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Understanding Brent Lafreniere’s Technique for Hunting Public Lands


Editor’s Note: Brent Lafreniere lives in Williamstown, Vermont, and has been a Vermont resident his entire life. He’s been a Mossy Oak Pro Staffer for 6 years, has hunted deer for 25 years and hunts primarily public lands. “I’m a real fan of Mossy Oak Bottomland, but in the newer patterns I like Mossy Oak Break-up Infinity because I can use it not only for deer season but also for turkey season.” Because of winter deer kill and loss of habitat, the area where Lafreniere hunts is a really-difficult place to see or take deer. However, while hunting for 21 seasons in Vermont, Lafreniere has taken 19 deer. Because he’s such an avid hunter, he also travels to other states where deer season is open when Vermont’s season is closed, and where he can see and take more deer. 

I first started traveling to other states to hunt when I was in high school. My dad used to go to Pennsylvania with some friends of his to hunt Pennsylvania’s early bow season. A few years after he started going to Pennsylvania, he’d get me out of school on Thursday, we’d drive to Pennsylvania and bow hunt the rest of Thursday, Friday and Saturday. At that time, Pennsylvania’s early bow season would start when Vermont’s season was closed. We’d usually go when the rut was still in progress in Pennsylvania and hunt a few days with muzzleloaders. We liked to hunt the states that might have deer that weighed 200 pounds or more. Hunting big blocks of woods in these other states was a different type of hunting than the little woodlots we hunted in Vermont. 

I prefer to stalk hunt when I go to another state because I’m always wondering what’s over the next hill. If I find a spot where I know the deer are feeding or bedding, or where several fresh deer trails cross, I’ll put up a tree stand and hunt from that stand. I have a lot more patience to stay on a stand when the signs indicate I have a really good chance of seeing a deer. My family enjoys eating venison, and venison is a staple at our house. I think hunting’s in my genes. My great grandfather, my grandfather, my dad and I all have loved to hunt. One day I hope to pass on our family’s hunting tradition.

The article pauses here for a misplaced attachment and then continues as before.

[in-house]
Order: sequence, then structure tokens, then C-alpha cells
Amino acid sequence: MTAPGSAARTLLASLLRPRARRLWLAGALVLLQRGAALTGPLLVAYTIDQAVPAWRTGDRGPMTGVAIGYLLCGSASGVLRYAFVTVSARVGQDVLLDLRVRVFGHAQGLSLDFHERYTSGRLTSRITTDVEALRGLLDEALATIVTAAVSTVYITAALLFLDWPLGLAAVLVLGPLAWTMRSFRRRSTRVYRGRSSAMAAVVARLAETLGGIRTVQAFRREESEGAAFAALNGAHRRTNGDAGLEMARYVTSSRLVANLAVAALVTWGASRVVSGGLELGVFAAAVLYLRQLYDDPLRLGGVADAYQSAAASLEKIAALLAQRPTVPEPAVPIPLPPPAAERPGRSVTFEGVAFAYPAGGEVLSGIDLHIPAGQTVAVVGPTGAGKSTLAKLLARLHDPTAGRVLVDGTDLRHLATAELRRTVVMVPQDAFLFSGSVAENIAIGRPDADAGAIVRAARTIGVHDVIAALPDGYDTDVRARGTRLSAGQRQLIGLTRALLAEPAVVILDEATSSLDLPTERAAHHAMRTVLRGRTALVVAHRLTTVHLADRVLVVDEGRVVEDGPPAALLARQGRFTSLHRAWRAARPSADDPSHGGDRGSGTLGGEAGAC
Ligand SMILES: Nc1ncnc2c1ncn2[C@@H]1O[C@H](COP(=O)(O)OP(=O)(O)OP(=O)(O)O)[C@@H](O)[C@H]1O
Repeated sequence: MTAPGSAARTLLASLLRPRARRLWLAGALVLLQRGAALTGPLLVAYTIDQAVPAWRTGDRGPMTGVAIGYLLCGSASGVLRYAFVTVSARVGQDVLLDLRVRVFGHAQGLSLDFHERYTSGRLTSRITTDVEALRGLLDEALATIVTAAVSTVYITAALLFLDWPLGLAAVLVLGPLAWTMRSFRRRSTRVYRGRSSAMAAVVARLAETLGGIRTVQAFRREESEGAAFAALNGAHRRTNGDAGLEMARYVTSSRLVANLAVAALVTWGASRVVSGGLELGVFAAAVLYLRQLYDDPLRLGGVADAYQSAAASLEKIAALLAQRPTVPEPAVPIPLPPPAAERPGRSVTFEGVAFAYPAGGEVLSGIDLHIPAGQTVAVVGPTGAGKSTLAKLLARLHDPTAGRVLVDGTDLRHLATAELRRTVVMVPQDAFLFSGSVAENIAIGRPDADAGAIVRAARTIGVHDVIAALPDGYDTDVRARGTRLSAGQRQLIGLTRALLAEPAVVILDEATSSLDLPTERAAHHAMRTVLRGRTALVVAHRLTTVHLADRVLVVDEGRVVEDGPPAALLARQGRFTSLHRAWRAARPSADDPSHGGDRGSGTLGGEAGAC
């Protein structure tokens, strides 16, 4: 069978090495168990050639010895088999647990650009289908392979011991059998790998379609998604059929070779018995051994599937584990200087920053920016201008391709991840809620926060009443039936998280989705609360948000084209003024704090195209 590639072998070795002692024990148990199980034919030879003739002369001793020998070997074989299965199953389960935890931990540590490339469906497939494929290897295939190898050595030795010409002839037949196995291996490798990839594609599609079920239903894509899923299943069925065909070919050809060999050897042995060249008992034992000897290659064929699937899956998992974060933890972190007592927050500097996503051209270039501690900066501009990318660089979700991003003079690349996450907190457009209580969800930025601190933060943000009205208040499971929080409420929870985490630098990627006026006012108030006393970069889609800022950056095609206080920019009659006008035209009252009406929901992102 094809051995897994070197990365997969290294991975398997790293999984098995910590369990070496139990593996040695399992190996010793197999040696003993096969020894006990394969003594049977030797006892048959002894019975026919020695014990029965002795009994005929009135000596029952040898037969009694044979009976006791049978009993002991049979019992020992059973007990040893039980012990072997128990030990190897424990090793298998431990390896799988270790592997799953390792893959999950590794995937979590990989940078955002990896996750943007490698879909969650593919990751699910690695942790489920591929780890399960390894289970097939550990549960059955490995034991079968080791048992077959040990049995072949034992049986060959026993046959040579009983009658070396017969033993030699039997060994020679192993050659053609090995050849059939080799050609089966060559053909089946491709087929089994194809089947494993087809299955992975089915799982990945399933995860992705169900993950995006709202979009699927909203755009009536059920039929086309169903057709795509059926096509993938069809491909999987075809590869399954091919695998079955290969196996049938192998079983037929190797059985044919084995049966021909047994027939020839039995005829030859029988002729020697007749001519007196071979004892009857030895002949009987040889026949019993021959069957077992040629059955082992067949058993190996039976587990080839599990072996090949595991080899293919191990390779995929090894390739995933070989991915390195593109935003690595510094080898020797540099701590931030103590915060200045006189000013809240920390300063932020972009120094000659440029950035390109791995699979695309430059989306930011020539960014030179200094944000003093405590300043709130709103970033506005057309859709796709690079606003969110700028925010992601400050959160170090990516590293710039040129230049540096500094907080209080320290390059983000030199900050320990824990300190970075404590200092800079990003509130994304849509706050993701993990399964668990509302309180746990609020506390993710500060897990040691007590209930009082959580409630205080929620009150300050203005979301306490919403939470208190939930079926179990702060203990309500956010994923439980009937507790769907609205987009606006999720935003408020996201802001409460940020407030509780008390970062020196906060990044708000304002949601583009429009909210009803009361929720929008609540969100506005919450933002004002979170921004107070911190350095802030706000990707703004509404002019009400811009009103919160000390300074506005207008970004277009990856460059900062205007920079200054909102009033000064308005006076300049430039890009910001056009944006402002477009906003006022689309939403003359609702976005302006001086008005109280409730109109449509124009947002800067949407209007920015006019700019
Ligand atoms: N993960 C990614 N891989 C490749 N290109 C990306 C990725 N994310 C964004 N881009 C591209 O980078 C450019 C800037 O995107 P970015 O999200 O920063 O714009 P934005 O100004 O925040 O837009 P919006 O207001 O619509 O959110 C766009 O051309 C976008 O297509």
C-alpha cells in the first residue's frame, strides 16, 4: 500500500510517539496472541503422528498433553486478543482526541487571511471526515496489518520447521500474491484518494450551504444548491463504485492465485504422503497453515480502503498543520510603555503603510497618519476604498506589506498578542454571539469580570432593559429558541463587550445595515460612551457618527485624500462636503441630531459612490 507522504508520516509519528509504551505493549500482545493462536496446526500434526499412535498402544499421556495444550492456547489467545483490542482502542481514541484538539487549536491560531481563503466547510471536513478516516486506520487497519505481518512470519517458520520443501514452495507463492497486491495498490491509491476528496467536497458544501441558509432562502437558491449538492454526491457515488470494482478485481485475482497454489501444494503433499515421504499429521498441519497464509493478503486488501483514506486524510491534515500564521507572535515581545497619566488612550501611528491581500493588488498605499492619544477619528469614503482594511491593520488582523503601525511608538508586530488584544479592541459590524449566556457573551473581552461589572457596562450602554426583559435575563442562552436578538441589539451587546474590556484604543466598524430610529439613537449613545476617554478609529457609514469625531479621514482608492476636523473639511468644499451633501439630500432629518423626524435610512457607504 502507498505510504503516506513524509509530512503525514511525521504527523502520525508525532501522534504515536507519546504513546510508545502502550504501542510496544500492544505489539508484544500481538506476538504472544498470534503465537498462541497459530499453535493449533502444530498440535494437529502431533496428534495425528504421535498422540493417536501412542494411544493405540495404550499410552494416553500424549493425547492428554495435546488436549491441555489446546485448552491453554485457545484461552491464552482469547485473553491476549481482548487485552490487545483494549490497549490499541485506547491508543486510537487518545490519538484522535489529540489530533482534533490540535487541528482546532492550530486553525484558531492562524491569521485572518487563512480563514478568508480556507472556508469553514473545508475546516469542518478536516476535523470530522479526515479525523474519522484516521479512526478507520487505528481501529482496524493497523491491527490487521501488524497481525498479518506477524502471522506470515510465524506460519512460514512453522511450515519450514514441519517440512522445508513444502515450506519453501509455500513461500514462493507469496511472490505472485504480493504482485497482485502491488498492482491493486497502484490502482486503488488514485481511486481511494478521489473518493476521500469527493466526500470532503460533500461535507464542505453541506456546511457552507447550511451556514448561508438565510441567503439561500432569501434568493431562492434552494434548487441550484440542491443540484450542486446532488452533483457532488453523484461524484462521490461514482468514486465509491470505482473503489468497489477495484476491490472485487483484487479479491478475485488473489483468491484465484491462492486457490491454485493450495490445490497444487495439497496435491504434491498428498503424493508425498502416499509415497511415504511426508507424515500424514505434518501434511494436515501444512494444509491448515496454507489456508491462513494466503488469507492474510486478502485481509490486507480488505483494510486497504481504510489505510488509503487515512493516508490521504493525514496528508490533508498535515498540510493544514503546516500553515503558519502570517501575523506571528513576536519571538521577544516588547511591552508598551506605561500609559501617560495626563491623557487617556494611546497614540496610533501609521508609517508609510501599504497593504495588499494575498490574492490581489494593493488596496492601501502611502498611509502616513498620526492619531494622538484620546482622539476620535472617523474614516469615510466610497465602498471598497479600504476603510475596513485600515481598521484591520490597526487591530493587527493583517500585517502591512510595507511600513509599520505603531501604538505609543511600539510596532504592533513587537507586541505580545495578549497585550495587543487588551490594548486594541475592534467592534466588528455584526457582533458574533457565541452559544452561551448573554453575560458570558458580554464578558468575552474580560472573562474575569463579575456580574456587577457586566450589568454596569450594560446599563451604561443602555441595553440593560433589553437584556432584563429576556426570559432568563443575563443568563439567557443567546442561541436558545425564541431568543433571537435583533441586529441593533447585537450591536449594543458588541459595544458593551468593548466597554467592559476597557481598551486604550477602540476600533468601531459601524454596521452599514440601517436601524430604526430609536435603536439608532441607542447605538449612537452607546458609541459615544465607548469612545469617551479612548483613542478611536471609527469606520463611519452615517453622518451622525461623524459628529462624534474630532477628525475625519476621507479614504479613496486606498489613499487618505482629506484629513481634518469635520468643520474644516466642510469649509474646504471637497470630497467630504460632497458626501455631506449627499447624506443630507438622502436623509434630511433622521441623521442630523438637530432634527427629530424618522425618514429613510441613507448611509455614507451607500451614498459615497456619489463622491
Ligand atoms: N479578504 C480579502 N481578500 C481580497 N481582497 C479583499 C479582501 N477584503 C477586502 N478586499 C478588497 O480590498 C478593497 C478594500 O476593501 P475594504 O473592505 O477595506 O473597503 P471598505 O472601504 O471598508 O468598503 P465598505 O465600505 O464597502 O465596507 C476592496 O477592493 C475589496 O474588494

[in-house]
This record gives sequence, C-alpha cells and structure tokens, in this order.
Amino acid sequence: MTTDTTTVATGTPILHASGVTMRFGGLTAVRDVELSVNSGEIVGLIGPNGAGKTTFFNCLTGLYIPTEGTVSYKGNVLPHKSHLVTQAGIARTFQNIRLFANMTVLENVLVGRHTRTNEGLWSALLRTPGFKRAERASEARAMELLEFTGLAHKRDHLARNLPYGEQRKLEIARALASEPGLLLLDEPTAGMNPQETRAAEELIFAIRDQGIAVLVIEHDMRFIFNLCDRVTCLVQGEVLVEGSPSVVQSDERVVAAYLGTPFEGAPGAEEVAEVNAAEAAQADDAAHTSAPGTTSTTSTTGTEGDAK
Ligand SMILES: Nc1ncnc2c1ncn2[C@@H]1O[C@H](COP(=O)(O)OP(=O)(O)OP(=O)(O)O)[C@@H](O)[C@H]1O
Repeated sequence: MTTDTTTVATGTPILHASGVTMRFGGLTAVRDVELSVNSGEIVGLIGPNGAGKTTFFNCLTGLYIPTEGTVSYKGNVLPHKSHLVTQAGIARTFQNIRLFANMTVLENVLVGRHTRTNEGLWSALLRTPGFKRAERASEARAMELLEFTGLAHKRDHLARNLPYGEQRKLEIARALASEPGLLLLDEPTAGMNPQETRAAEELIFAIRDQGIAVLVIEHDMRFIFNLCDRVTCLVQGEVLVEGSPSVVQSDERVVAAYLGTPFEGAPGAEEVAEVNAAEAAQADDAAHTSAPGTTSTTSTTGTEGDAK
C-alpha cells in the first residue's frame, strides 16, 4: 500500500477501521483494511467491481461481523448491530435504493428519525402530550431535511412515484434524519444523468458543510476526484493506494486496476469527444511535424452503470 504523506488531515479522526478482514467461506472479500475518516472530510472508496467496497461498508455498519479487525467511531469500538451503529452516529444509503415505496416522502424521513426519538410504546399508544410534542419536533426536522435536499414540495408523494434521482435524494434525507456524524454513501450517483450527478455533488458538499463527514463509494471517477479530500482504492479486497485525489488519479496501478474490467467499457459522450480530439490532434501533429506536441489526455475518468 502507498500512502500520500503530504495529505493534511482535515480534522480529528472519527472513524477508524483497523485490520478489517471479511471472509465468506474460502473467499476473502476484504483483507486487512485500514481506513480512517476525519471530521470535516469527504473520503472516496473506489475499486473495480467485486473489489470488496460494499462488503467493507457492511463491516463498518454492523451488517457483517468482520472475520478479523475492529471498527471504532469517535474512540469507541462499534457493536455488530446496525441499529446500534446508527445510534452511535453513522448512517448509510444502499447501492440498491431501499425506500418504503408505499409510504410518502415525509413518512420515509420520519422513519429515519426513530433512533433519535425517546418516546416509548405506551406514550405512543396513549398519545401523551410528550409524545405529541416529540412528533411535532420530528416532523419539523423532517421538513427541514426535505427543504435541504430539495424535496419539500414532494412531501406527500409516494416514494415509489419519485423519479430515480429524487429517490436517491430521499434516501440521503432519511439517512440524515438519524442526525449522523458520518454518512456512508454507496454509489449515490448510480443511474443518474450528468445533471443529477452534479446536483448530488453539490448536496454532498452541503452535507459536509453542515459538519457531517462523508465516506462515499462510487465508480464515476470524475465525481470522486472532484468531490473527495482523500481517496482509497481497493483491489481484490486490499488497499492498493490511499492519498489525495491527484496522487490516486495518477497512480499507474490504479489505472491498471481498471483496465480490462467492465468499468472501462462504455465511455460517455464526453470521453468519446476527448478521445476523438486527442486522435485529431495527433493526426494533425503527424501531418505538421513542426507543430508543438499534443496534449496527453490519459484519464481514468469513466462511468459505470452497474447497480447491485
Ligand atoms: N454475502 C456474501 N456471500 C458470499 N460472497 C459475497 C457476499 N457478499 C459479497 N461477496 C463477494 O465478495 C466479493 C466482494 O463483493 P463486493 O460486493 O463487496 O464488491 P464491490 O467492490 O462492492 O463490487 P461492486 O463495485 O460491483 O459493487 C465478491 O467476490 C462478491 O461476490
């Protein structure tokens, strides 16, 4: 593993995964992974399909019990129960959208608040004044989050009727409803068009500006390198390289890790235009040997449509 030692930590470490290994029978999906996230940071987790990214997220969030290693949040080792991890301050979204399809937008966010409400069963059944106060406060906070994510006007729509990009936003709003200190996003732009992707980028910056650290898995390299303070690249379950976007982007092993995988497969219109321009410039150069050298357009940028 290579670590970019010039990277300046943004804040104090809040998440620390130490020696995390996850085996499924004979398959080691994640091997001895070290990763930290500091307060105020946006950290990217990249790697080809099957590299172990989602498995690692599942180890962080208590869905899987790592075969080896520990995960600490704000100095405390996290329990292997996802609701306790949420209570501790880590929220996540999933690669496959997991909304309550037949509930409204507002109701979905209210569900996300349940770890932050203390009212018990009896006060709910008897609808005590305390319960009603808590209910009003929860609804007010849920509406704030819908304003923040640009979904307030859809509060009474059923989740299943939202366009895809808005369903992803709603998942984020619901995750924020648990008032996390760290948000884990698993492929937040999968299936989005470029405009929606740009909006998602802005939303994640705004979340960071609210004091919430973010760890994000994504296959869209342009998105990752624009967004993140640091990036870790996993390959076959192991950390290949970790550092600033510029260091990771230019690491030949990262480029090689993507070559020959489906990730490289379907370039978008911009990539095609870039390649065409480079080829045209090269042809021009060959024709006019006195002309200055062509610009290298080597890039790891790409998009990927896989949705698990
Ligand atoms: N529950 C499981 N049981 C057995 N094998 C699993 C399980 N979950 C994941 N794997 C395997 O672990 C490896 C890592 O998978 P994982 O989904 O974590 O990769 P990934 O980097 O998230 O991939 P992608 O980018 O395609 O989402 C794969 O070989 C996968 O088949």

Lafreniere_day3Another reason I travel to hunt is Vermont often has hard winters with deep snow and below-freezing temperatures, which cause winter kill for both deer and turkey. Some of the states I go to don’t have those severe winters like Vermont has, and I have a better chance of seeing and taking both deer and turkey in these other states. My out-of-state hunts are far more than just deer hunts because I’ll go with several friends. We’ll start planning our hunts usually right after deer season ends for the upcoming deer season. We’ll be checking websites and searching for states with big deer and numbers of deer. Then we look for the counties that tend to produce the most deer and the biggest deer, and finally we try to find public lands that we can hunt in those counties. Next we get maps of the land we plan to hunt, and a Google Earth topo map. We overlay that map with a Google Earth aerial photo. Next we study the road system and pinpoint places that are 1/2- to 1-mile away from major access roads that have steep terrain, thick cover or some other type of terrain barrier that will cause most other hunters not to hunt there. Most public-land hunters don’t want to get more than a 100 yards from the road because they’re concerned about getting lost or worried that if they take big deer, they’ll have to drag them a long way.